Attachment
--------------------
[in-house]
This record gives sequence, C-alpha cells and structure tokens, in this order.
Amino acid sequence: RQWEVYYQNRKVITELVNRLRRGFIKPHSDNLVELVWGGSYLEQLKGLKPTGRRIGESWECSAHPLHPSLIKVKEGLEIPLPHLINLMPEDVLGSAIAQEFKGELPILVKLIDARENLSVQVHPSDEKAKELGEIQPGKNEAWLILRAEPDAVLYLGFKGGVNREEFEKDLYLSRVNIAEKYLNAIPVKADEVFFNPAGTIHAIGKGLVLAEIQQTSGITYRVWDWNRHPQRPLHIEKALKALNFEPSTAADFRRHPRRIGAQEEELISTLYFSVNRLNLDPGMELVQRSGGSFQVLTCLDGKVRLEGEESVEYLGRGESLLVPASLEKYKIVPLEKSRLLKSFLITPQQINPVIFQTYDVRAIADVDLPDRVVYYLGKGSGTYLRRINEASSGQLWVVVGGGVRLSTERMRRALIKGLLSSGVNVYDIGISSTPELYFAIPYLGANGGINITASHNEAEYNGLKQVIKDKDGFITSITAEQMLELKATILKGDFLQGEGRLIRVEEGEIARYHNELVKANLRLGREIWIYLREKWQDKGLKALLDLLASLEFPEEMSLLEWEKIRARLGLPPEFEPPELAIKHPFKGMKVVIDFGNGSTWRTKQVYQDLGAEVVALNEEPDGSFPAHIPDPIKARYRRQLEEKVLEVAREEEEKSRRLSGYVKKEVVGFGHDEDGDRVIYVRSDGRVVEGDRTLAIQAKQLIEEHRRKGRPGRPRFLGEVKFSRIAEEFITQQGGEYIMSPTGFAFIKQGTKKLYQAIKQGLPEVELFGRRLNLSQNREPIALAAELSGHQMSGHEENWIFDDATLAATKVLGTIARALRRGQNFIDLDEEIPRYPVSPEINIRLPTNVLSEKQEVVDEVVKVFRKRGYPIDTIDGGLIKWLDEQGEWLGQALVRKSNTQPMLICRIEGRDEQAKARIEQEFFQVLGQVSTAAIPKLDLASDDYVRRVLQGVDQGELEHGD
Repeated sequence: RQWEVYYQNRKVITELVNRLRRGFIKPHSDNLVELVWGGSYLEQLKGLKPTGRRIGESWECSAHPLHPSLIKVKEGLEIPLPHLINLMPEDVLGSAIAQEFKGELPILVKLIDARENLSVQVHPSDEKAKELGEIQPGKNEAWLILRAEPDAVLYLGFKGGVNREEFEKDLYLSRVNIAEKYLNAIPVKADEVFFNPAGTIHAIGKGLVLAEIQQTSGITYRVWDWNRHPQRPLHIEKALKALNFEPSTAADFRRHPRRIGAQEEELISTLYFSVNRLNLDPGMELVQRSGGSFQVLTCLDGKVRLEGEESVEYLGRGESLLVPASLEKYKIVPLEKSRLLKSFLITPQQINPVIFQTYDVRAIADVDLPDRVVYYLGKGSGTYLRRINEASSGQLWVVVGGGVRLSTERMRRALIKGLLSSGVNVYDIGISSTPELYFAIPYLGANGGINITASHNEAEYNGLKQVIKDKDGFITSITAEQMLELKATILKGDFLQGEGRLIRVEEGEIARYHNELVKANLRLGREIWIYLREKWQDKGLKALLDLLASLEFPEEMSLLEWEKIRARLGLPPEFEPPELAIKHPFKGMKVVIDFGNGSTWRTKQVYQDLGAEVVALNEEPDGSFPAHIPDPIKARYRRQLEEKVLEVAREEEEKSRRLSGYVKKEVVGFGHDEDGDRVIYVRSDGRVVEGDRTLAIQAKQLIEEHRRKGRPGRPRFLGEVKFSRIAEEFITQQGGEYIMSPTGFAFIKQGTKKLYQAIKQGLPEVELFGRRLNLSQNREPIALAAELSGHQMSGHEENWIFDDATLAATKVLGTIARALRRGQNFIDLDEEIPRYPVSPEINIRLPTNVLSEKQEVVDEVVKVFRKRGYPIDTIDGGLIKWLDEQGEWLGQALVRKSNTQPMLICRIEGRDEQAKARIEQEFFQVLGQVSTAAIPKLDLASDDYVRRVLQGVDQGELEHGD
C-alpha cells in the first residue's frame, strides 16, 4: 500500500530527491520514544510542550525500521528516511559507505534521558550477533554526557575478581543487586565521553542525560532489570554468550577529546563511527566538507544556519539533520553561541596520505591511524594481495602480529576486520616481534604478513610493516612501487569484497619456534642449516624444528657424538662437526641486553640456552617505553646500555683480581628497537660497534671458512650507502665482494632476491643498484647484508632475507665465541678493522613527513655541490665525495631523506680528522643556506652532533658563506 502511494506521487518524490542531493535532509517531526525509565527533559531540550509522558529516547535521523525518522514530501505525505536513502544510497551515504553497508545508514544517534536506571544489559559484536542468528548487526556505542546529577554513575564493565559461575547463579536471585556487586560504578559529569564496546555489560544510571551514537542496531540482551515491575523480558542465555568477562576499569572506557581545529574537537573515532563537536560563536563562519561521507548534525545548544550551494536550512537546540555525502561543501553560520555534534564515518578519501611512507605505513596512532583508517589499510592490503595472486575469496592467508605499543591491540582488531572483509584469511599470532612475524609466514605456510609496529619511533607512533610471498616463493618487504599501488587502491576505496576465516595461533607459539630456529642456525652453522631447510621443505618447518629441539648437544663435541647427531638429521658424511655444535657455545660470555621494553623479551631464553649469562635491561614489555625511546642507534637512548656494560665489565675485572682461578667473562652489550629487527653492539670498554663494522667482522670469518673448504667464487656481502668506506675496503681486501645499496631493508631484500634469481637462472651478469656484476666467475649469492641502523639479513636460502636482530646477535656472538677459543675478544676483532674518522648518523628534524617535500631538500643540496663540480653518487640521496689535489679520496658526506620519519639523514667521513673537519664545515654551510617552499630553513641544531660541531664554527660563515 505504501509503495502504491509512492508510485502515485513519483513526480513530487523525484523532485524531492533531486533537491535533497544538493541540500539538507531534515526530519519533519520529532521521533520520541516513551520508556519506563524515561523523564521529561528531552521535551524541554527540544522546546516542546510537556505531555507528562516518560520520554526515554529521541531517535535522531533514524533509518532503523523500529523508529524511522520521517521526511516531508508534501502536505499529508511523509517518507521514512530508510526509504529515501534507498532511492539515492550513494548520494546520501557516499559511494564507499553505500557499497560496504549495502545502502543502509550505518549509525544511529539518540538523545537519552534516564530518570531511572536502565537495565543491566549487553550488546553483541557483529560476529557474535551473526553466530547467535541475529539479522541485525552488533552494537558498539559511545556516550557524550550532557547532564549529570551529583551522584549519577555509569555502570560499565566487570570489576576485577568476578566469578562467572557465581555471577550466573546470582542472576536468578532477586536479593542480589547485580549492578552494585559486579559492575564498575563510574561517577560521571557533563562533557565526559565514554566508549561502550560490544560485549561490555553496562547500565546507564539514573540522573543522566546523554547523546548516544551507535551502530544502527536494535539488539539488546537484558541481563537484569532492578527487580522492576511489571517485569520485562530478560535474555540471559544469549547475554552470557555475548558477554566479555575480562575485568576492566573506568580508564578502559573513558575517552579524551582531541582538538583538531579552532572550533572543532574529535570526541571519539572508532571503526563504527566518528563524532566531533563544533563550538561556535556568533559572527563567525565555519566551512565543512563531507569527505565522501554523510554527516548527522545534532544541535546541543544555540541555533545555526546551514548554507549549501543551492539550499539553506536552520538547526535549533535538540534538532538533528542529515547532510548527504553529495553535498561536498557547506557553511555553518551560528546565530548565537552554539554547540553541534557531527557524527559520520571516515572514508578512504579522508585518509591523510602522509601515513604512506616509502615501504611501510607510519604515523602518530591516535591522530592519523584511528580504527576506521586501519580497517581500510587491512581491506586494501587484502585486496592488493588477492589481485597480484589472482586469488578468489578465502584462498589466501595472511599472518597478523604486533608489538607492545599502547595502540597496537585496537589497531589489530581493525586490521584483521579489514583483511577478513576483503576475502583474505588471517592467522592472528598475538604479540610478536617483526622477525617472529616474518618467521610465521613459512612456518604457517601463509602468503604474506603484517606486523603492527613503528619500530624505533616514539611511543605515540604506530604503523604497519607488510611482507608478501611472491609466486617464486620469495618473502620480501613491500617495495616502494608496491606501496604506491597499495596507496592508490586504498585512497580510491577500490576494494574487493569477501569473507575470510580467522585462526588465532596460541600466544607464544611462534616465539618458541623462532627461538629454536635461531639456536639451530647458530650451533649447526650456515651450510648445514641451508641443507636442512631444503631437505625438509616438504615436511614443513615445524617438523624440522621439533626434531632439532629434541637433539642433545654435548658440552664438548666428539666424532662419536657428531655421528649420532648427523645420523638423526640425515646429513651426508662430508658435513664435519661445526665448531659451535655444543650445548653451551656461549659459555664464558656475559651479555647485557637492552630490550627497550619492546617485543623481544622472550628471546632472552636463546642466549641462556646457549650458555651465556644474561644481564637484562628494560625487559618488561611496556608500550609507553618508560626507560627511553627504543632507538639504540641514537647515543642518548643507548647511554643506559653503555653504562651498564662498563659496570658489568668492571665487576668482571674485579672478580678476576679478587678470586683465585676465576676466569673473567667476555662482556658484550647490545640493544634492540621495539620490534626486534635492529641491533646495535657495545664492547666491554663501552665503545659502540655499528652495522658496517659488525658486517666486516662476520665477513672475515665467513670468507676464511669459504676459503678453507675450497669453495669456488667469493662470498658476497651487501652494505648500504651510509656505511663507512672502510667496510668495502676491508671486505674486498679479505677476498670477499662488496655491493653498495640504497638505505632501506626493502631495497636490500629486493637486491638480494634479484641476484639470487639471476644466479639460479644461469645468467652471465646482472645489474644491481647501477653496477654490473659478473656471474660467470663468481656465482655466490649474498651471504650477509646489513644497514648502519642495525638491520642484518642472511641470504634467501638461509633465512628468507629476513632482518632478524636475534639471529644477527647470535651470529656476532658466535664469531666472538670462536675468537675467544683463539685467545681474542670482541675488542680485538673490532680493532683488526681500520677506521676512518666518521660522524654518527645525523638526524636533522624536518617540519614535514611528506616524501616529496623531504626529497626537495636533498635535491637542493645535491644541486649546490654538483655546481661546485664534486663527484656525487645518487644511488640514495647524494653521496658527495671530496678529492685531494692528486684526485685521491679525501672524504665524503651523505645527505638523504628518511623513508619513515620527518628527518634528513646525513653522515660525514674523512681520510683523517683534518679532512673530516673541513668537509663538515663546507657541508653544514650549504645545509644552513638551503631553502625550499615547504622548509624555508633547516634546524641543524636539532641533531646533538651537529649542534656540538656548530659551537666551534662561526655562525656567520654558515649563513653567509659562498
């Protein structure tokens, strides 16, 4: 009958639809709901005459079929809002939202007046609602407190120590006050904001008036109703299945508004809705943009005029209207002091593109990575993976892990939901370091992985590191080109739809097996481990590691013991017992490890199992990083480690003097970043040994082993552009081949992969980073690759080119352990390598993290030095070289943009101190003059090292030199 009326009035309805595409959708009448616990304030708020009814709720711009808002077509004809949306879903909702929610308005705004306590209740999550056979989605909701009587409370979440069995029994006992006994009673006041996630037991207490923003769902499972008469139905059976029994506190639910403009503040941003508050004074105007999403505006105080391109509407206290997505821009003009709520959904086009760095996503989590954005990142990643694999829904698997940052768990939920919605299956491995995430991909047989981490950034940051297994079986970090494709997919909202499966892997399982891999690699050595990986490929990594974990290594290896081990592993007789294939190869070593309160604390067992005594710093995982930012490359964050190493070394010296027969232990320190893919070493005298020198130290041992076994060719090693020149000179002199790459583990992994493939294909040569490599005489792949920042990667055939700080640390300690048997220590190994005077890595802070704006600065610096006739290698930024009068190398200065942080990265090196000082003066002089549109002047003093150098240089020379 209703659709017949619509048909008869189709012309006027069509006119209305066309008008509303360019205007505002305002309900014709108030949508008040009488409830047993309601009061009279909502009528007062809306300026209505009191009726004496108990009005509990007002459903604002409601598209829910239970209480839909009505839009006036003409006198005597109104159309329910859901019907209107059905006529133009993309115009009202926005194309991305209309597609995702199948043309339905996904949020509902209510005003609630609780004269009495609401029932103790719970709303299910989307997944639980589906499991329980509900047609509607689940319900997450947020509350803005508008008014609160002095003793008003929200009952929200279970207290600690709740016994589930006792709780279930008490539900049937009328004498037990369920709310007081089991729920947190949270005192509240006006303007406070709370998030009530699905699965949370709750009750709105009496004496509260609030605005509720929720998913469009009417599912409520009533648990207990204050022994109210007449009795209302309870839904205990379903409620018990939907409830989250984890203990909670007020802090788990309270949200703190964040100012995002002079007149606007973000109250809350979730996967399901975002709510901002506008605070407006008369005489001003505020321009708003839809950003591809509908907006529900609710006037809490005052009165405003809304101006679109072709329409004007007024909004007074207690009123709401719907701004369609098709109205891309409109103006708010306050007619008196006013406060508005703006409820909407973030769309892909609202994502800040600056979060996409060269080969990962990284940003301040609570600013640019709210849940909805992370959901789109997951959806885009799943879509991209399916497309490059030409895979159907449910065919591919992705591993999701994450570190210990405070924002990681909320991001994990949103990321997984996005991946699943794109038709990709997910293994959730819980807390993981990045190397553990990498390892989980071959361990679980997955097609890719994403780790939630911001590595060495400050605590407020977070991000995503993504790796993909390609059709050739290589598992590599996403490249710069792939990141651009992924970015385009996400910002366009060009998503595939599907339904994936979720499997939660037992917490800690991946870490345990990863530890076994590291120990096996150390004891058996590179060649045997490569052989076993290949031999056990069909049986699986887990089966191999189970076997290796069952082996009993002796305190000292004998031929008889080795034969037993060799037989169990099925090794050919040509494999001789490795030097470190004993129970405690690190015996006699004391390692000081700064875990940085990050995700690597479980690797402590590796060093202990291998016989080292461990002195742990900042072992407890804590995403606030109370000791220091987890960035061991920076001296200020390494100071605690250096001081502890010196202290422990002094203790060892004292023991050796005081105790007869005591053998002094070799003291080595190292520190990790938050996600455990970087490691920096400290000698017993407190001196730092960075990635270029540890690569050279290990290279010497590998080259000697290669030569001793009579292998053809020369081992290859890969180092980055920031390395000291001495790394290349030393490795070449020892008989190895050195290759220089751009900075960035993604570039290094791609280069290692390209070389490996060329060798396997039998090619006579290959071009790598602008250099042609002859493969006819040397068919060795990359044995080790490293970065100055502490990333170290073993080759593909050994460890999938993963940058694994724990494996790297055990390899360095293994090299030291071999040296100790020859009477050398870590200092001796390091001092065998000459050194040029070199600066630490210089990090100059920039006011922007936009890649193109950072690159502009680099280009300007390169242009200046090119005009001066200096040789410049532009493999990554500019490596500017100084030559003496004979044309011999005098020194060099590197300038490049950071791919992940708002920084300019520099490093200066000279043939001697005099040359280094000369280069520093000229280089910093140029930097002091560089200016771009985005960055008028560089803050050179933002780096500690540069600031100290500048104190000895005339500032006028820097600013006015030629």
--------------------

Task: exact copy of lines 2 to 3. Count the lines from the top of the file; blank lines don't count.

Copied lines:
This record gives sequence, C-alpha cells and structure tokens, in this order.
Amino acid sequence: RQWEVYYQNRKVITELVNRLRRGFIKPHSDNLVELVWGGSYLEQLKGLKPTGRRIGESWECSAHPLHPSLIKVKEGLEIPLPHLINLMPEDVLGSAIAQEFKGELPILVKLIDARENLSVQVHPSDEKAKELGEIQPGKNEAWLILRAEPDAVLYLGFKGGVNREEFEKDLYLSRVNIAEKYLNAIPVKADEVFFNPAGTIHAIGKGLVLAEIQQTSGITYRVWDWNRHPQRPLHIEKALKALNFEPSTAADFRRHPRRIGAQEEELISTLYFSVNRLNLDPGMELVQRSGGSFQVLTCLDGKVRLEGEESVEYLGRGESLLVPASLEKYKIVPLEKSRLLKSFLITPQQINPVIFQTYDVRAIADVDLPDRVVYYLGKGSGTYLRRINEASSGQLWVVVGGGVRLSTERMRRALIKGLLSSGVNVYDIGISSTPELYFAIPYLGANGGINITASHNEAEYNGLKQVIKDKDGFITSITAEQMLELKATILKGDFLQGEGRLIRVEEGEIARYHNELVKANLRLGREIWIYLREKWQDKGLKALLDLLASLEFPEEMSLLEWEKIRARLGLPPEFEPPELAIKHPFKGMKVVIDFGNGSTWRTKQVYQDLGAEVVALNEEPDGSFPAHIPDPIKARYRRQLEEKVLEVAREEEEKSRRLSGYVKKEVVGFGHDEDGDRVIYVRSDGRVVEGDRTLAIQAKQLIEEHRRKGRPGRPRFLGEVKFSRIAEEFITQQGGEYIMSPTGFAFIKQGTKKLYQAIKQGLPEVELFGRRLNLSQNREPIALAAELSGHQMSGHEENWIFDDATLAATKVLGTIARALRRGQNFIDLDEEIPRYPVSPEINIRLPTNVLSEKQEVVDEVVKVFRKRGYPIDTIDGGLIKWLDEQGEWLGQALVRKSNTQPMLICRIEGRDEQAKARIEQEFFQVLGQVSTAAIPKLDLASDDYVRRVLQGVDQGELEHGD